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For centuries, fish decoys have helped spear-wielding ice fishermen skewer hefty game fish. Darkhouse angling -- named such because it takes place in a dark tent over a hole in the ice -- is only legal in a few northern states, but many people also use fish decoys as decorative items. Making fish decoys is difficult, but beginners can have fun turning a block of wood into a convincing lookalike, and experimenting with it until it swims well.
Pick a Pattern
Start by deciding on a basic body plan for your decoy. Flattened, bluegill-like decoys are often effective, as are more cigar-bodied replicas, such as pikes, suckers and trout. Find a picture of your chosen species, shrink or enlarge it with a photocopier or scanner until it is the desired size and then cut it out – this will function as a template. Trace the outline of the fish’s body and major anatomical features, such as the gill plate, on a piece of basswood or white cedar that is only slightly larger than the outline.
Band Saws, Chisels and Knives
Begin roughing out the block of wood by trimming excess material with a band saw. Once you are finished, draw a line down the center of the longest side of the wood, to function as a reference point while you remove more wood. (Use a chisel and a very sharp knife to whittle the fish into shape. Start by shaping the head, and working your way backwards. When you get to the tail, carve it so that it curves to the left or right, which will make the fish swim in circles below the ice. Make small slits in the wood where you want to attach the fins. Once the decoy is completely shaped, sand it very lightly with medium grit sandpaper, being careful not to alter the shape much.
Fins and Other Fancy Touches
Use thin pieces of copper, tin, aluminum or thick plastic film to make the fins. Cut out the basic shape of the fins, but leave a long tab that you can insert in the slots on the decoy body. Insert the fins in the body and glue them into place with a waterproof epoxy; use the same type of adhesive to attach a pair of glass eyes to the decoy. Insert a small eye screw into the dorsal side of the fish to give you a place to tie the decoy to your line. Find the decoy’s ventral balance spot and drill a hole large enough to accommodate lead shot, which will provide weight to the decoy. Do not insert lead into the hole until you have painted and sealed the decoy.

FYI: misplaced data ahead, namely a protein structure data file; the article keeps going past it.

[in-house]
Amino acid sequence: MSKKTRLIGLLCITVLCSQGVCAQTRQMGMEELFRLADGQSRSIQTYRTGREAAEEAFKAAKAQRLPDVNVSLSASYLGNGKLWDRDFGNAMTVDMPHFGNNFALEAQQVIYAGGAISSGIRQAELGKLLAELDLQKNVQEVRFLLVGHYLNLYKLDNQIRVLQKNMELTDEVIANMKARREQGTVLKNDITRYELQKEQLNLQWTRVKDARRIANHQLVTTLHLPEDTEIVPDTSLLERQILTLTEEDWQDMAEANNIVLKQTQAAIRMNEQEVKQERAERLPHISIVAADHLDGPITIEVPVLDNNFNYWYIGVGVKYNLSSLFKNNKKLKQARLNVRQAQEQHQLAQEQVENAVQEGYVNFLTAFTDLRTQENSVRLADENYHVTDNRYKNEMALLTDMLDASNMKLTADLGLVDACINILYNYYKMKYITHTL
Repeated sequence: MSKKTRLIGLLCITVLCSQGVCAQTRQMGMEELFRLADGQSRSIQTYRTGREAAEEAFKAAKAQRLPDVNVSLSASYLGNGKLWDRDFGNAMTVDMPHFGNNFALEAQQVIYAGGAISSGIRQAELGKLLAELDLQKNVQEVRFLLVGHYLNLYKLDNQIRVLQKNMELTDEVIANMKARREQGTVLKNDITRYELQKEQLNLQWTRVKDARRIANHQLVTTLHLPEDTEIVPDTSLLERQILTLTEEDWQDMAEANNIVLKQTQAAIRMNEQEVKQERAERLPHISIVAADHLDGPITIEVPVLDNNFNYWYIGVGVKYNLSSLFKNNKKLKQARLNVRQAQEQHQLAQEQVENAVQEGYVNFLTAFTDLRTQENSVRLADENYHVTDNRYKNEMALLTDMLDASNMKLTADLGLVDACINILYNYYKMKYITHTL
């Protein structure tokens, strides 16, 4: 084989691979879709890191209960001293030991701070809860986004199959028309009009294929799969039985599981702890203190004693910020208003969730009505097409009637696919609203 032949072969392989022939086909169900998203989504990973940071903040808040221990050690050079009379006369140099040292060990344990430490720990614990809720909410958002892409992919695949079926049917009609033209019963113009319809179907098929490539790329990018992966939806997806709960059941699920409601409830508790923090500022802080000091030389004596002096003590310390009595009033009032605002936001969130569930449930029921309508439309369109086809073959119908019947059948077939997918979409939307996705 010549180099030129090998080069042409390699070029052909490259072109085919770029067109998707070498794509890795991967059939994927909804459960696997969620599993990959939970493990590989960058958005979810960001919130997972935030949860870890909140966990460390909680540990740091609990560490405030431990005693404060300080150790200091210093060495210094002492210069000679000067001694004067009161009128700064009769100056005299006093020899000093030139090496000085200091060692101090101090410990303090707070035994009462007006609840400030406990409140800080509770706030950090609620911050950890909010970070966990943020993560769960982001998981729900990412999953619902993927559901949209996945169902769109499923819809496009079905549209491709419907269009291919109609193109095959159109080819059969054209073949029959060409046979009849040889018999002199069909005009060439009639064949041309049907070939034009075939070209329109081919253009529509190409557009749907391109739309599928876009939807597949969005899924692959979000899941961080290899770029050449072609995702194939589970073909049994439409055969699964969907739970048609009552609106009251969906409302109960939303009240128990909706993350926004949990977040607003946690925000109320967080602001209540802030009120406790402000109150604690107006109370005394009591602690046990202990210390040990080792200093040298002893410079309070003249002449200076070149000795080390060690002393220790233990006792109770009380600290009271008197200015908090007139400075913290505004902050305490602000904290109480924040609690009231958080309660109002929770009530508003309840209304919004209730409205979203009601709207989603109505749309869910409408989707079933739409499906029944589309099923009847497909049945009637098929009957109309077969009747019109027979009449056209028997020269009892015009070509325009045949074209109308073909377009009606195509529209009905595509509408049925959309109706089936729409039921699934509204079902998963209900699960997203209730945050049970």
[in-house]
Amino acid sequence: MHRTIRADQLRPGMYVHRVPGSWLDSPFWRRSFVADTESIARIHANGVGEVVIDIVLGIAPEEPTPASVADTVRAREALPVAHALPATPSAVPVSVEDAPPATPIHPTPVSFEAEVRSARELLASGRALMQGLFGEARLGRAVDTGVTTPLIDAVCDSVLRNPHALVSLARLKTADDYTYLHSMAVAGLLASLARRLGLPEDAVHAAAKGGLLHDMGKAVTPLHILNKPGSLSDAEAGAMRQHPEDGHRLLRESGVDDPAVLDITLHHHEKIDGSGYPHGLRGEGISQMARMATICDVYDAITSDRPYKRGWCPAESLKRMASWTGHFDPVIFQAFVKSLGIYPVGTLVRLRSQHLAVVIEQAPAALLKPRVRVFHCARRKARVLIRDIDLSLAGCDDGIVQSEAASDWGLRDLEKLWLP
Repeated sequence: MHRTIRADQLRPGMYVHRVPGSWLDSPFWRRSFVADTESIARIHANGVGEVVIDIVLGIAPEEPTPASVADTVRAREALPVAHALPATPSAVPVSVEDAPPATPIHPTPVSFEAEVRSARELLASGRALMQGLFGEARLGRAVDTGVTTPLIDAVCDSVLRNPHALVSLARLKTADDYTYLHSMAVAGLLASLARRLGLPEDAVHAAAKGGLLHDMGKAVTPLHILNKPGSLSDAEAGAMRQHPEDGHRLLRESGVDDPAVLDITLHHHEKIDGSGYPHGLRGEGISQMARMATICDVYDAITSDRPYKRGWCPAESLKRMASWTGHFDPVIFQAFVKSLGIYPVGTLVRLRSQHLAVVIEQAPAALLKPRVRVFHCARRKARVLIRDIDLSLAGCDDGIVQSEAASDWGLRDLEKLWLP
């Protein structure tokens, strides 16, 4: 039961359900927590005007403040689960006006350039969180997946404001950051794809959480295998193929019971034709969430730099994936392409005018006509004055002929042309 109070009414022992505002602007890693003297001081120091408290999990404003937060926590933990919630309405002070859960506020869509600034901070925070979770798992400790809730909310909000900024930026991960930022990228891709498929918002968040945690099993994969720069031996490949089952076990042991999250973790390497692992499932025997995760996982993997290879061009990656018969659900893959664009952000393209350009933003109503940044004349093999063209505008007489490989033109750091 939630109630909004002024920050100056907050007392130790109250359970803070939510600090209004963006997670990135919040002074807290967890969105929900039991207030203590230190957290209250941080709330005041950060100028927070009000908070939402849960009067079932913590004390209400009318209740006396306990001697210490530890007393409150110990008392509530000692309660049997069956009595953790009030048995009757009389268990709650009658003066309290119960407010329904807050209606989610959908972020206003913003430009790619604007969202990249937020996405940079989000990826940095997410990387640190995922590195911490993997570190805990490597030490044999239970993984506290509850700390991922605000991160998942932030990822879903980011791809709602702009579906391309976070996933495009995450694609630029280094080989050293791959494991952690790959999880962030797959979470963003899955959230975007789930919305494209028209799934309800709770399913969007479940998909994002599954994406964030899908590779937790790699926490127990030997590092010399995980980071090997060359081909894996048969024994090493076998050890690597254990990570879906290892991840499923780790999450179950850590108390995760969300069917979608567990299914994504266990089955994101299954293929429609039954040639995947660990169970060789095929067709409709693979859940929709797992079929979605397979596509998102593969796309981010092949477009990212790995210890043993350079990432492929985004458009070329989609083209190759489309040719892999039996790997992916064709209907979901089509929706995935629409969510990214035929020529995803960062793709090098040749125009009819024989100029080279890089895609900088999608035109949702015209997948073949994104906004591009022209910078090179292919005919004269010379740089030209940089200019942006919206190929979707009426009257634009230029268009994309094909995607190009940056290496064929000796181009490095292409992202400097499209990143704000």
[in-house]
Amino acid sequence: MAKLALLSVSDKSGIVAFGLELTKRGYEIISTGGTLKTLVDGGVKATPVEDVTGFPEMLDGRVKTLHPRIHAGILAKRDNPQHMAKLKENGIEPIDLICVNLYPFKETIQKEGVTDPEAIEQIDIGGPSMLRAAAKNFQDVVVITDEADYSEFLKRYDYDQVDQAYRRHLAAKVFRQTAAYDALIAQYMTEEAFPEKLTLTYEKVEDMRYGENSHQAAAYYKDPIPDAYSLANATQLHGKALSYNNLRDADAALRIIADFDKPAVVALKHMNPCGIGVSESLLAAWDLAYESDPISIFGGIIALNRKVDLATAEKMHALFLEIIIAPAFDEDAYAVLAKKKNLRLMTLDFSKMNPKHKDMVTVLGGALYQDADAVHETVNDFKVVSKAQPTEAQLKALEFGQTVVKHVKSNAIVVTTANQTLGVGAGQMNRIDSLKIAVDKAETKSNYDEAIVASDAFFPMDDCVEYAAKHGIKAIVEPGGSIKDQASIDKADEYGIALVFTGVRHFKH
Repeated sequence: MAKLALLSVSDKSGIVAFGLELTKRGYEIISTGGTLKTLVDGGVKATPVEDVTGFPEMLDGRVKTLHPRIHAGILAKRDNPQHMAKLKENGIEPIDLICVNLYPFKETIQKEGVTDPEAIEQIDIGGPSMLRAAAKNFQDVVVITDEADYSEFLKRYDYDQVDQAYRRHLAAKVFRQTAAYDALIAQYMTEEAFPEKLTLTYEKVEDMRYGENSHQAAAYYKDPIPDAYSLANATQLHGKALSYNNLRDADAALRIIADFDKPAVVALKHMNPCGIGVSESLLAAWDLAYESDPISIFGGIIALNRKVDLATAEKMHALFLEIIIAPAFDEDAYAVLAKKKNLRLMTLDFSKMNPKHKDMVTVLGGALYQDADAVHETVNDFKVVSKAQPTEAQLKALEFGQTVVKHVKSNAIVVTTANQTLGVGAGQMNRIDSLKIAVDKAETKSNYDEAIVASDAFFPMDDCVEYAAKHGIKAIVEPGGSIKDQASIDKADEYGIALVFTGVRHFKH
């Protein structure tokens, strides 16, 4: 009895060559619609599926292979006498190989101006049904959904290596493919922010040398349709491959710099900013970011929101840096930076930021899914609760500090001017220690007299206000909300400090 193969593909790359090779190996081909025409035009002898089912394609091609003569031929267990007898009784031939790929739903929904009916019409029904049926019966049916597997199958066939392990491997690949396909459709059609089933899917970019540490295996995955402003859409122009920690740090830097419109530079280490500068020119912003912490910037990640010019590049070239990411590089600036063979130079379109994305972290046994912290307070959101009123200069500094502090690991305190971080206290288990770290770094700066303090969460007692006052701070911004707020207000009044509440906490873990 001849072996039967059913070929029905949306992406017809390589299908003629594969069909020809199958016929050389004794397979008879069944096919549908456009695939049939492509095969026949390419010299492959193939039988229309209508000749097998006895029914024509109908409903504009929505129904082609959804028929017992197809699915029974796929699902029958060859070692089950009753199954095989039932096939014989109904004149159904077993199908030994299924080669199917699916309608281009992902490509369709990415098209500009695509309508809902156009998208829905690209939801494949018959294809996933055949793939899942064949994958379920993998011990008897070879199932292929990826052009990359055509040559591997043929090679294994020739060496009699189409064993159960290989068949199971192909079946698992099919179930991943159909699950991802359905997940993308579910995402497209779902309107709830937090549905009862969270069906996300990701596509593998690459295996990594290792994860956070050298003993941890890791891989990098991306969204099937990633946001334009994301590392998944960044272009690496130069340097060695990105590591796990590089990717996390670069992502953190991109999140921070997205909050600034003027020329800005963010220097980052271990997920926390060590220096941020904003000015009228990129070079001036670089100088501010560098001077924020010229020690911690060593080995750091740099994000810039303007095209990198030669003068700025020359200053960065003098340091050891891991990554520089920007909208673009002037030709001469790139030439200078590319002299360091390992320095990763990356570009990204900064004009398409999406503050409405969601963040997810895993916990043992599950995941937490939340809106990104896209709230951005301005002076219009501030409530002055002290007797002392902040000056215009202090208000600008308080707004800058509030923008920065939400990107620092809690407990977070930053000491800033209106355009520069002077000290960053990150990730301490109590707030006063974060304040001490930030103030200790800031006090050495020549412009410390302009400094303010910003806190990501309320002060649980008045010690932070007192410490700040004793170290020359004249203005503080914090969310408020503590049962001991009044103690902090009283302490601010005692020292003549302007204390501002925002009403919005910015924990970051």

Use waterproof, matte-finish spray paints to give your decoy color. Apply several coats of color and at least one coat of clear lacquer to ensure everything is waterproof. Most fish decoys are painted realistically, but brightly colored decoys – often called folk art decoys – can also be effective luring curious predators into range of your spear, so do not be afraid to paint your decoy in bold pink, blue and yellow tones if you like.
You will need to experiment with your decoy to get it to swim the way you want it to. Most decoys are designed to sink slightly, so adjust the amount of lead in the body until the decoy performs well. Tweak the shape and size of the fins as necessary until the fish swims as you wish. Some decoy makers insert more than one eye screw, which provides multiple places to attach the line, and therefore more flexibility to the operator.